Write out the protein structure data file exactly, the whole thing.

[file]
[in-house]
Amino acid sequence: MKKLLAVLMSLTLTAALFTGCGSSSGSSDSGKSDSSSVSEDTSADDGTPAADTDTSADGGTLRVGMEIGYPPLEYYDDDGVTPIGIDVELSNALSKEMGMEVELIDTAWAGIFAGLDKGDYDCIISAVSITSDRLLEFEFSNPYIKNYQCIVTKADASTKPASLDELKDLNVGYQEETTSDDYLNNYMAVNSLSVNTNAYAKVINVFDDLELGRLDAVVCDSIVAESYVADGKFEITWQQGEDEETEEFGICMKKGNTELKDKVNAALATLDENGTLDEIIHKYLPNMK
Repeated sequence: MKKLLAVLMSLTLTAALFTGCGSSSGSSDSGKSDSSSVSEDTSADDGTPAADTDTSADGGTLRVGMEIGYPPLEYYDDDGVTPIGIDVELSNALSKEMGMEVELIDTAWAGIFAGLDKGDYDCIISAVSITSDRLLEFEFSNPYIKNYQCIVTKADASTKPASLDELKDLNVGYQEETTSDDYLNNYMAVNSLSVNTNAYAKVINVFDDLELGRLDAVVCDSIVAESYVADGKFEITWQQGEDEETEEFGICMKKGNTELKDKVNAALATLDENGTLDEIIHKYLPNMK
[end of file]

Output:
[in-house]
Amino acid sequence: MKKLLAVLMSLTLTAALFTGCGSSSGSSDSGKSDSSSVSEDTSADDGTPAADTDTSADGGTLRVGMEIGYPPLEYYDDDGVTPIGIDVELSNALSKEMGMEVELIDTAWAGIFAGLDKGDYDCIISAVSITSDRLLEFEFSNPYIKNYQCIVTKADASTKPASLDELKDLNVGYQEETTSDDYLNNYMAVNSLSVNTNAYAKVINVFDDLELGRLDAVVCDSIVAESYVADGKFEITWQQGEDEETEEFGICMKKGNTELKDKVNAALATLDENGTLDEIIHKYLPNMK
Repeated sequence: MKKLLAVLMSLTLTAALFTGCGSSSGSSDSGKSDSSSVSEDTSADDGTPAADTDTSADGGTLRVGMEIGYPPLEYYDDDGVTPIGIDVELSNALSKEMGMEVELIDTAWAGIFAGLDKGDYDCIISAVSITSDRLLEFEFSNPYIKNYQCIVTKADASTKPASLDELKDLNVGYQEETTSDDYLNNYMAVNSLSVNTNAYAKVINVFDDLELGRLDAVVCDSIVAESYVADGKFEITWQQGEDEETEEFGICMKKGNTELKDKVNAALATLDENGTLDEIIHKYLPNMK